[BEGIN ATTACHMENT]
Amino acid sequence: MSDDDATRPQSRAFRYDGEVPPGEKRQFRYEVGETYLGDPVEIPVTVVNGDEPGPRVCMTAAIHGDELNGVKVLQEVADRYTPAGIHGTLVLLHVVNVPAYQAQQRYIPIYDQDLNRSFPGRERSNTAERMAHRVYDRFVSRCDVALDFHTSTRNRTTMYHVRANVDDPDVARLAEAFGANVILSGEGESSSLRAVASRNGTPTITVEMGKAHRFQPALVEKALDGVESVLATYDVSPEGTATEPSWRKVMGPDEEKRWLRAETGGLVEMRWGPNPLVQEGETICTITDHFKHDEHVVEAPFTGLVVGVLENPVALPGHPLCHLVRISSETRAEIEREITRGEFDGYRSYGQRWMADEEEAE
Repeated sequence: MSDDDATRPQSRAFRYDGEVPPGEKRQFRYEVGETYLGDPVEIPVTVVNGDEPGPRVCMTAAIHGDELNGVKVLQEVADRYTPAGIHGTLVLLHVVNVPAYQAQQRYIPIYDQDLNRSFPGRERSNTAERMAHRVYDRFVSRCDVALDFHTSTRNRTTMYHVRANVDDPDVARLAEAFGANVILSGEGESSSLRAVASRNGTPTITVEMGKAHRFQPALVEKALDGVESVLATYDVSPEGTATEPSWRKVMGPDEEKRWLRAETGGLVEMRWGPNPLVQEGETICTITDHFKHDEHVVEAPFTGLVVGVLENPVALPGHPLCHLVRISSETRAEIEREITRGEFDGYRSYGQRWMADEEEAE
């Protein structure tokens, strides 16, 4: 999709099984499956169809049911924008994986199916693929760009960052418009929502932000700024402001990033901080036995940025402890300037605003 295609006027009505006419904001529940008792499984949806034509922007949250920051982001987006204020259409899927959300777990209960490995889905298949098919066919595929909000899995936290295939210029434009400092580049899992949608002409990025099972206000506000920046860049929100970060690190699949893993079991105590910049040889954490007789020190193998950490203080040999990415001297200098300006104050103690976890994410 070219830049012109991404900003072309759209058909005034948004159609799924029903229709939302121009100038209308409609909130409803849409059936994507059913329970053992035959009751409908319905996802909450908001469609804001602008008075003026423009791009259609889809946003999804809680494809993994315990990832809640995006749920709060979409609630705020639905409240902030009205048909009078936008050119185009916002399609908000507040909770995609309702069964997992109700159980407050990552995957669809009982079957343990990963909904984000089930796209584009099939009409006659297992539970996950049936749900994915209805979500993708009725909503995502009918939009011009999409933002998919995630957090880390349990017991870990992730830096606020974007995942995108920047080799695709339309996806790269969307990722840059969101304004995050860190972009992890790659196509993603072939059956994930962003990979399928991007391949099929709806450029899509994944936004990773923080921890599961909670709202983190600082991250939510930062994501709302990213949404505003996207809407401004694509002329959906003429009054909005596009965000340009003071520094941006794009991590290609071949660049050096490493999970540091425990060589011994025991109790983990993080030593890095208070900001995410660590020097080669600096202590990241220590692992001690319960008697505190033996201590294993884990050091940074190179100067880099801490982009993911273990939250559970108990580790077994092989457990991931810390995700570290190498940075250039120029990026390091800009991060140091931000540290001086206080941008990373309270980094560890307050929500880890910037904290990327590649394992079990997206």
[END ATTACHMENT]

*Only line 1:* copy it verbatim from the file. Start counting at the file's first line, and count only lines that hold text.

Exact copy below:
Amino acid sequence: MSDDDATRPQSRAFRYDGEVPPGEKRQFRYEVGETYLGDPVEIPVTVVNGDEPGPRVCMTAAIHGDELNGVKVLQEVADRYTPAGIHGTLVLLHVVNVPAYQAQQRYIPIYDQDLNRSFPGRERSNTAERMAHRVYDRFVSRCDVALDFHTSTRNRTTMYHVRANVDDPDVARLAEAFGANVILSGEGESSSLRAVASRNGTPTITVEMGKAHRFQPALVEKALDGVESVLATYDVSPEGTATEPSWRKVMGPDEEKRWLRAETGGLVEMRWGPNPLVQEGETICTITDHFKHDEHVVEAPFTGLVVGVLENPVALPGHPLCHLVRISSETRAEIEREITRGEFDGYRSYGQRWMADEEEAE